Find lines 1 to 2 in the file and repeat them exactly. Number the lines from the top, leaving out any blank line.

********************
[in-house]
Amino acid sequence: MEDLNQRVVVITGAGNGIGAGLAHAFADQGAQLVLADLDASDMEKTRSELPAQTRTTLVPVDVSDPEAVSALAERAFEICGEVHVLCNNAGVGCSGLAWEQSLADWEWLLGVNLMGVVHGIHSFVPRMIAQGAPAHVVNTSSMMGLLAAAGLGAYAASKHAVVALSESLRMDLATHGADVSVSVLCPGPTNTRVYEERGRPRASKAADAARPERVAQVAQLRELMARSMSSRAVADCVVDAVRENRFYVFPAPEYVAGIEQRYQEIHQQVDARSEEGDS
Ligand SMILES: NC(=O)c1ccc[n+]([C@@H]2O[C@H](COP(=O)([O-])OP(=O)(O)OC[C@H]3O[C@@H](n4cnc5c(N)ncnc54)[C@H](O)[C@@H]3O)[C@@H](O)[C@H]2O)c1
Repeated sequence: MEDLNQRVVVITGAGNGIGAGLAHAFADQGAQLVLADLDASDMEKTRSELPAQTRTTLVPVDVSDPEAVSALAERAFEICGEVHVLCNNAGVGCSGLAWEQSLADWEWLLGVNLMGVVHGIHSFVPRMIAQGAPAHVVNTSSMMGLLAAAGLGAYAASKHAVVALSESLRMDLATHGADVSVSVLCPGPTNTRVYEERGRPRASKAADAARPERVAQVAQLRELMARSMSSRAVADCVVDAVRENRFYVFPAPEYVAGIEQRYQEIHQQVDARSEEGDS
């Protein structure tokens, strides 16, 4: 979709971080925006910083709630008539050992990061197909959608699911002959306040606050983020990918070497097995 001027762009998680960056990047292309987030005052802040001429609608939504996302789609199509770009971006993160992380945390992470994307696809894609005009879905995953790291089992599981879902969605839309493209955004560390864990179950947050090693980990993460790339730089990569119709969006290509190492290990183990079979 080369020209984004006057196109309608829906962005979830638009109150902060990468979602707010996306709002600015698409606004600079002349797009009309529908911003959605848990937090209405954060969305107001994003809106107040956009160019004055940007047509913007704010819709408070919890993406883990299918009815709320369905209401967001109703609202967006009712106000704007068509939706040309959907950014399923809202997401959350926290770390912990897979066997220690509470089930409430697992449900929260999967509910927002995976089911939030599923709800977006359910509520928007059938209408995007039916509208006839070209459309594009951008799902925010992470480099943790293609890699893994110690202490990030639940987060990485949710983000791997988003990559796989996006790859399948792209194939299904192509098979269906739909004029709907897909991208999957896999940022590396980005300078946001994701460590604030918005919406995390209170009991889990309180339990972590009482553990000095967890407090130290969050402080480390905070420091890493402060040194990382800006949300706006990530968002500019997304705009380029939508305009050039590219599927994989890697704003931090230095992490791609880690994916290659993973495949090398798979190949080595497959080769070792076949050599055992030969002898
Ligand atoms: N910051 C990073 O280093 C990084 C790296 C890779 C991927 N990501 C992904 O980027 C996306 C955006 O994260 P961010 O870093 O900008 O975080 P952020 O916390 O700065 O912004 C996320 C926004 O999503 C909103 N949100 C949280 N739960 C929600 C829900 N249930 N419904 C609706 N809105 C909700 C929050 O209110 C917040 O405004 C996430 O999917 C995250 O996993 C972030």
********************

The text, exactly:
[in-house]
Amino acid sequence: MEDLNQRVVVITGAGNGIGAGLAHAFADQGAQLVLADLDASDMEKTRSELPAQTRTTLVPVDVSDPEAVSALAERAFEICGEVHVLCNNAGVGCSGLAWEQSLADWEWLLGVNLMGVVHGIHSFVPRMIAQGAPAHVVNTSSMMGLLAAAGLGAYAASKHAVVALSESLRMDLATHGADVSVSVLCPGPTNTRVYEERGRPRASKAADAARPERVAQVAQLRELMARSMSSRAVADCVVDAVRENRFYVFPAPEYVAGIEQRYQEIHQQVDARSEEGDS